I agree with the wait time provisions however, I don't agree with the one year wait time to claim the child back ( for what ever reason). An expectant mother DOES need time to make an informed decision, I agree totally, but the one year time frame to take back the child, no way! The child has bonded with the aparents and vice versa and it's not fair to the aparents nor child for that bond to be broken after an extended period of time. The child isn't a piece of furniture to be put on the self until the parent gets it together. And I do believe with the one year time frame, some people will abuse it.

    ReplyDelete
  18. As a natural mother who relinquished my daughter in 1969 in WI I believe that I was told they would waive the 30 day waiting time as I was from out of state (IL). I am not totally sure but I think I went somewhere to sign about 2 weeks after she was born. I was under the assumption that she was with her adoptive family directly from the hospital.

    After being reunited 36 years later I learned that she was in foster care for over a month if not longer.
    I agree with a waiting period but also think that mothers need more information before making a choice. I also believe that that information needs to be truthful.
    I know that I pretty much just went into "survial of self" mode to get myself through the process. I think that many of us started a process of denial long before we signed anything. That sounds selfish but I guess I figured there really wasn't anything I could do but try to go on. Of course after awhile I realized that I had left part of myself in 1969 and only went through the motions of moving on. I do not recall anyone being supportive of me making a decision to raise her. It was more like sign the papers and get out of the state as soon as possibile.

    ReplyDelete
  19. Anon February 25, 2011 5:59 AM...

    The one year time frame is not simply an open invitation to 'take the baby back' it is a end point where if there was fraud, manipulation, irregularities in the process etc the mother or father can CONTEST the adoption, it gives them a final voice if the adoption was done wrong. It also protects adoptive parents by putting an end date to litigation. IT IS A WIN WIN WIN...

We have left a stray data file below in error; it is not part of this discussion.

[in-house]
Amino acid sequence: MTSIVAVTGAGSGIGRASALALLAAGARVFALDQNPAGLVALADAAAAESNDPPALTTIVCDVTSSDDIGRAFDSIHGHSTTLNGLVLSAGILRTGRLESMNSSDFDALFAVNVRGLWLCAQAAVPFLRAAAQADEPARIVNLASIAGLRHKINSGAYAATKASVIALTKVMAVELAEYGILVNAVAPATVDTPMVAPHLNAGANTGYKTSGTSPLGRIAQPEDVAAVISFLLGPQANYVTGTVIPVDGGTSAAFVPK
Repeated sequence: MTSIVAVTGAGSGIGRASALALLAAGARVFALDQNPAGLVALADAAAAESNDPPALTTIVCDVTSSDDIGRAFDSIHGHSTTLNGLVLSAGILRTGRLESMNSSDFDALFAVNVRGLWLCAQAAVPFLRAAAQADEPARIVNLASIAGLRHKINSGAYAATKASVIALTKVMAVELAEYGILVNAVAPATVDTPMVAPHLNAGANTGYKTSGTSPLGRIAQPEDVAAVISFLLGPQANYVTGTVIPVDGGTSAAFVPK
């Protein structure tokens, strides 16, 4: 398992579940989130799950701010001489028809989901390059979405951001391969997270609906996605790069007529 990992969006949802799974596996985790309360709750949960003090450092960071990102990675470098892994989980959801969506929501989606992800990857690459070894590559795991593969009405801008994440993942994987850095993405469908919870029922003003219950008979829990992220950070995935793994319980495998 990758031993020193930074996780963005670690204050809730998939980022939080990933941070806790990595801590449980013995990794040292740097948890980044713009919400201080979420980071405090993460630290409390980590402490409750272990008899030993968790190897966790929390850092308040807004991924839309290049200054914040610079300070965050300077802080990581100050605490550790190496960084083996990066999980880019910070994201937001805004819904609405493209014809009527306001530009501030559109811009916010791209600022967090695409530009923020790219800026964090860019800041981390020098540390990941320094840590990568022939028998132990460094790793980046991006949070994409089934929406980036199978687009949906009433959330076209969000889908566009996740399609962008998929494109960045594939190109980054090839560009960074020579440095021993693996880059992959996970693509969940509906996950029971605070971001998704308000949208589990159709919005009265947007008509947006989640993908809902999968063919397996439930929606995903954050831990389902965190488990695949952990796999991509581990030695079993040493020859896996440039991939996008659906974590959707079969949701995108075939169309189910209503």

The 30 day revocation period is when the mother can change her mind.

    I cannot understand how anyone can be upset with a really well thought out bill like this.

    It makes me sad and upset to see parents on both sides of the aisle not being able to look at things ethically, morally and in the best interests of ALL parties. People really need to stop and realize there are bad people in their world who take advantage of others and laws have to be designed to protect citizens against evil people.

    It is a good thing people...celebrate...

    ReplyDelete
  20. ElaineP wrote :"AND just because a woman wants to adopt a baby does NOT mean that baby wants to adopt her."

    I totally agree. Actually, I really appreciated your whole comment. So true!

    Anon 5:59 wrote:" but the one year time frame to take back the child, no way! The child has bonded with the aparents and vice versa and it's not fair to the aparents nor child for that bond to be broken after an extended period of time."

    Boy, do I disagree. I would have been thrilled if my n-mother had found a way to keep me within that time frame. If she told me at a later age, I would have felt very loved and valued that she couldn't let me go. I don't think I would have been so traumatized by spending a short time with APs and then returned to my first mother. The fact that my first mother wanted me would have overridden any of that.

    ReplyDelete
  21. "The one year time frame is not simply an open invitation to 'take the baby back' it is a end point where if there was fraud, manipulation, irregularities in the process etc the mother or father can CONTEST the adoption, it gives them a final voice if the adoption was done wrong. It also protects adoptive parents by putting an end date to litigation. IT IS A WIN WIN WIN..."

    I am sorry it's only an "win win" for someone who may abuse this law. What if boundaries are overstepped and the aparents want to pull back visits, or the OA isn't what the bparents envisioned and want more? Should they be able to abuse the "law" by claiming fraud because it's not how they want it? Child aren't items to be put on a shelve until the parents get it together. Giving someone a year to "claim" the child and overturn the adoption is no more than babysitting on someone else's time & dime. And let's dont talk about the potentail for blackmail.. someone is/will abuse this law